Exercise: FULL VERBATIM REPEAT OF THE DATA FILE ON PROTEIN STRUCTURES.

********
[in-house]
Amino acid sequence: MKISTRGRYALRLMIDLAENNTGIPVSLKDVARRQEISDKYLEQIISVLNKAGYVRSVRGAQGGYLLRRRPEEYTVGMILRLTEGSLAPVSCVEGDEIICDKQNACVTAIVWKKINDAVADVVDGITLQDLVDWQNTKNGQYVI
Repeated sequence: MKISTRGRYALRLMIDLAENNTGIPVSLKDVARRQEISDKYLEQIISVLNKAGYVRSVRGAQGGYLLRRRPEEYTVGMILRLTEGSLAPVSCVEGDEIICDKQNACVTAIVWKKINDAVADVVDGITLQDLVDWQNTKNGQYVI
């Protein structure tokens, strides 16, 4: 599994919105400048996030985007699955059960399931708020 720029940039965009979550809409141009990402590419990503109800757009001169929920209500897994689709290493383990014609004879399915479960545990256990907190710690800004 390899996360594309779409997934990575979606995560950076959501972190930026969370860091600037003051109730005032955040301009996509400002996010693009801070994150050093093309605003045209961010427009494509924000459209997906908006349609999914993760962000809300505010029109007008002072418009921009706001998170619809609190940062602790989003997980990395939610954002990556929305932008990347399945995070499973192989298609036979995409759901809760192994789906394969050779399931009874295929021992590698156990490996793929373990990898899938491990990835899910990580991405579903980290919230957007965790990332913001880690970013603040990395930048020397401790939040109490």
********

[in-house]
Amino acid sequence: MKISTRGRYALRLMIDLAENNTGIPVSLKDVARRQEISDKYLEQIISVLNKAGYVRSVRGAQGGYLLRRRPEEYTVGMILRLTEGSLAPVSCVEGDEIICDKQNACVTAIVWKKINDAVADVVDGITLQDLVDWQNTKNGQYVI
Repeated sequence: MKISTRGRYALRLMIDLAENNTGIPVSLKDVARRQEISDKYLEQIISVLNKAGYVRSVRGAQGGYLLRRRPEEYTVGMILRLTEGSLAPVSCVEGDEIICDKQNACVTAIVWKKINDAVADVVDGITLQDLVDWQNTKNGQYVI
């Protein structure tokens, strides 16, 4: 599994919105400048996030985007699955059960399931708020 720029940039965009979550809409141009990402590419990503109800757009001169929920209500897994689709290493383990014609004879399915479960545990256990907190710690800004 390899996360594309779409997934990575979606995560950076959501972190930026969370860091600037003051109730005032955040301009996509400002996010693009801070994150050093093309605003045209961010427009494509924000459209997906908006349609999914993760962000809300505010029109007008002072418009921009706001998170619809609190940062602790989003997980990395939610954002990556929305932008990347399945995070499973192989298609036979995409759901809760192994789906394969050779399931009874295929021992590698156990490996793929373990990898899938491990990835899910990580991405579903980290919230957007965790990332913001880690970013603040990395930048020397401790939040109490």